FDA Seeks to Increase Efficiency with Qualification of Medical Device Development Tools
Health Law Update 11/26/13 Jennifer J. Hennessy
The FDA has issued draft guidance for public comment on a voluntary process aimed to increase efficiency in developing and evaluating innovative medical devices. Specifically, the draft guidance addresses FDA qualification of medical device development tools (“MDDT”) for use in device development and evaluation.
What is a MDDT?
A MDDT is a scientifically validated tool that aids in device development and regulatory evaluation. MDDTs fit into three categories: (1) clinical outcome assessments that rely on subjective measures of how a patient feels or functions (e.g., patient-reported rating scales); (2) tests used to detect or measure a biomarker (e.g., methods for measuring blood pressure); or (3) non-clinical assessment methods or models (e.g., computational models).
How is a MDDT Qualification Triggered?
A MDDT qualification can be triggered in one of three ways: (1) the FDA identifies an area of need; (2) stakeholders identify an area of need; or (3) a MDDT developer decides to pursue a qualification to allow for broader use of the MDDT across multiple device development programs. The draft guidance includes detailed instructions on submitting MDDT correspondence to the FDA.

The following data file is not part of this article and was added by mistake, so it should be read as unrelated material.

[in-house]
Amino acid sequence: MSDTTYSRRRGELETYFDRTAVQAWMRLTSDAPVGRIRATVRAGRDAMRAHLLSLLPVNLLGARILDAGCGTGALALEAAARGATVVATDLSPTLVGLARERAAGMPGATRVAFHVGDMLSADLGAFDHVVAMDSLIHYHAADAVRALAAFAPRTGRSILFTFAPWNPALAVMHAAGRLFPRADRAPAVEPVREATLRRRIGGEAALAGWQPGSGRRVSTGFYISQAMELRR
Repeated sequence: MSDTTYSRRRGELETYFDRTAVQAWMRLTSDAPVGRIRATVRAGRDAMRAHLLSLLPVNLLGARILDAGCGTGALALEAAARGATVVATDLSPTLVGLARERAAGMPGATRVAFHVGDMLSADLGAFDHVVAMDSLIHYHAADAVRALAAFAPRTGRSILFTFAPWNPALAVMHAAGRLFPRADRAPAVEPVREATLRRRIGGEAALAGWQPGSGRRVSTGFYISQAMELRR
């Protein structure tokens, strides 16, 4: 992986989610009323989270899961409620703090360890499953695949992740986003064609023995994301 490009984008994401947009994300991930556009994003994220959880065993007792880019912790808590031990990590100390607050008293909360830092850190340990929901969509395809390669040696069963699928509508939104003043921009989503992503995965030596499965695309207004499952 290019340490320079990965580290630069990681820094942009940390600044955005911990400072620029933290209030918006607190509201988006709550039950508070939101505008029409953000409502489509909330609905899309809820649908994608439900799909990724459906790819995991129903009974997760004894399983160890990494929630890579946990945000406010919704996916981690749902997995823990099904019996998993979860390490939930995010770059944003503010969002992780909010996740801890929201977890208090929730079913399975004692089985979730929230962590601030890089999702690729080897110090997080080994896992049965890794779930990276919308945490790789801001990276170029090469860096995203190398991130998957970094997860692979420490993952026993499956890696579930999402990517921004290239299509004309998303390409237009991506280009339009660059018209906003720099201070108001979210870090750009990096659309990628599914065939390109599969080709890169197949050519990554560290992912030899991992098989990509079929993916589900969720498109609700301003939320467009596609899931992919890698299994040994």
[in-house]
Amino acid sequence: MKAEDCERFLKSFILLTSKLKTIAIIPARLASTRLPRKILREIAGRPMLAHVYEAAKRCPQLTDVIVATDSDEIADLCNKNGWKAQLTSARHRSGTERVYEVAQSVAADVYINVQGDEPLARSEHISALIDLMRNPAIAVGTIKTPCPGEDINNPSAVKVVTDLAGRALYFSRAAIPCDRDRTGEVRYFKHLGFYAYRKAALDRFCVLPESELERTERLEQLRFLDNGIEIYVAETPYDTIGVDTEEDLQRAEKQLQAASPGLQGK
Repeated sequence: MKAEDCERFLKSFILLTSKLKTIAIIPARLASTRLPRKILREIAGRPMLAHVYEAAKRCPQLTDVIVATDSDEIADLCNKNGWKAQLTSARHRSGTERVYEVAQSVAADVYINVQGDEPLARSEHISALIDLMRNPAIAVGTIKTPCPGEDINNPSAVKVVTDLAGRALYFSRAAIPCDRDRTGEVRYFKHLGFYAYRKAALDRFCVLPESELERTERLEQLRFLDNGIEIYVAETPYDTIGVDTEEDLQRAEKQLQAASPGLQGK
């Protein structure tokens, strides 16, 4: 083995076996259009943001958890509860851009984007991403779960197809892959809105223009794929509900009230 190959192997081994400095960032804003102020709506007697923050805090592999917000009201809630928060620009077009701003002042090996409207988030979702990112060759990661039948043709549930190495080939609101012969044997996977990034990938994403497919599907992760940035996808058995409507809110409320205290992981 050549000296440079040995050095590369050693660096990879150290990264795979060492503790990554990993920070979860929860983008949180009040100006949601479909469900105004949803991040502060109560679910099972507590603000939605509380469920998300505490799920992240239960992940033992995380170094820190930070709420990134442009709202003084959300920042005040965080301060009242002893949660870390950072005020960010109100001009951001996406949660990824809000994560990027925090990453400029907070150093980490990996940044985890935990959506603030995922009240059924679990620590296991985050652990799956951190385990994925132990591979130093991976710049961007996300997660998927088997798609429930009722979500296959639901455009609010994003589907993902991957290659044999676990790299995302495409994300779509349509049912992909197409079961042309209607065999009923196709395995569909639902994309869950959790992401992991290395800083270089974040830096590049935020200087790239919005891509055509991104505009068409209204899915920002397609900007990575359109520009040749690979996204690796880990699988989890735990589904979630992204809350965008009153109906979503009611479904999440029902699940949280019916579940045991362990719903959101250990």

How Does the FDA Expect MDDT Qualification to Increase Efficiency?
The FDA expects that once an MDDT is qualified by the FDA for certain use parameters, it could then be used by other developers within those parameters, without the FDA needing to reconfirm the suitability of the MDDT. The FDA states that MDDT qualification will provide a certain “degree of generalizability for use of MDDTs across multiple medical types or clinical disorders.” The generalization will vary depending on the MDDT at issue.
The FDA also suggests that the option of MDDT qualification may result in collaboration by multiple interested parties each with a stake in developing a MDDT for qualification. This collaboration would permit each individual contributor to expend fewer individual resources in the MDDT development.
Per the draft guidance, the FDA will make MDDT decisions public so they can be used by developers. Thus, developers should be aware that information submitted by the developer about the qualified MDDT will be publically available. The draft guidance notes, however, that use of the MDDT by a developer will always be voluntary. Before MDDT qualification decisions are finalized by the FDA, the draft qualification determination would be made available for public comment.
Comments on this draft guidance may be submitted to the FDA through February 12, 2014.
For more information, please contact Jennifer Hennessy at (608) 283-2405 / email@example.com, or your Quarles & Brady attorney.